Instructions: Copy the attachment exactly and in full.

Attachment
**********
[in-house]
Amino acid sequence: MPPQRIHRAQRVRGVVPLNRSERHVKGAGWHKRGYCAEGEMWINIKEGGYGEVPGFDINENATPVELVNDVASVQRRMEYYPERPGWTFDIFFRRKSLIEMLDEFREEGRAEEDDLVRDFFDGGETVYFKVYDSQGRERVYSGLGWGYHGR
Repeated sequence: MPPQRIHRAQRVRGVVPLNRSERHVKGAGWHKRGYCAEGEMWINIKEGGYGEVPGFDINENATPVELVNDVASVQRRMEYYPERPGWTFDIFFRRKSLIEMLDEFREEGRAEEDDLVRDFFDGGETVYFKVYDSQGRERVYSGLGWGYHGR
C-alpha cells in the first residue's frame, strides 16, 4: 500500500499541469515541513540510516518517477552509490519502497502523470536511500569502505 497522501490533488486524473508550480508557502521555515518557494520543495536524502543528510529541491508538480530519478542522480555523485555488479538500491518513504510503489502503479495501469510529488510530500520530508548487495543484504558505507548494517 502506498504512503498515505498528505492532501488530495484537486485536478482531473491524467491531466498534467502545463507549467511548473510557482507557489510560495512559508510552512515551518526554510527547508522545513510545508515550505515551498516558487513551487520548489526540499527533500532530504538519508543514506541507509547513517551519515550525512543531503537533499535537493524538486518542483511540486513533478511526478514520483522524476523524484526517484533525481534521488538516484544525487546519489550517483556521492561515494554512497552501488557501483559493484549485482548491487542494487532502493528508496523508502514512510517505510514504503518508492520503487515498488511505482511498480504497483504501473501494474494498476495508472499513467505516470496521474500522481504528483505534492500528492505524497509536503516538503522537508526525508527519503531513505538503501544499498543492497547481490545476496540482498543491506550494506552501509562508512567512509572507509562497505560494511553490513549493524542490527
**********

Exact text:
[in-house]
Amino acid sequence: MPPQRIHRAQRVRGVVPLNRSERHVKGAGWHKRGYCAEGEMWINIKEGGYGEVPGFDINENATPVELVNDVASVQRRMEYYPERPGWTFDIFFRRKSLIEMLDEFREEGRAEEDDLVRDFFDGGETVYFKVYDSQGRERVYSGLGWGYHGR
Repeated sequence: MPPQRIHRAQRVRGVVPLNRSERHVKGAGWHKRGYCAEGEMWINIKEGGYGEVPGFDINENATPVELVNDVASVQRRMEYYPERPGWTFDIFFRRKSLIEMLDEFREEGRAEEDDLVRDFFDGGETVYFKVYDSQGRERVYSGLGWGYHGR
C-alpha cells in the first residue's frame, strides 16, 4: 500500500499541469515541513540510516518517477552509490519502497502523470536511500569502505 497522501490533488486524473508550480508557502521555515518557494520543495536524502543528510529541491508538480530519478542522480555523485555488479538500491518513504510503489502503479495501469510529488510530500520530508548487495543484504558505507548494517 502506498504512503498515505498528505492532501488530495484537486485536478482531473491524467491531466498534467502545463507549467511548473510557482507557489510560495512559508510552512515551518526554510527547508522545513510545508515550505515551498516558487513551487520548489526540499527533500532530504538519508543514506541507509547513517551519515550525512543531503537533499535537493524538486518542483511540486513533478511526478514520483522524476523524484526517484533525481534521488538516484544525487546519489550517483556521492561515494554512497552501488557501483559493484549485482548491487542494487532502493528508496523508502514512510517505510514504503518508492520503487515498488511505482511498480504497483504501473501494474494498476495508472499513467505516470496521474500522481504528483505534492500528492505524497509536503516538503522537508526525508527519503531513505538503501544499498543492497547481490545476496540482498543491506550494506552501509562508512567512509572507509562497505560494511553490513549493524542490527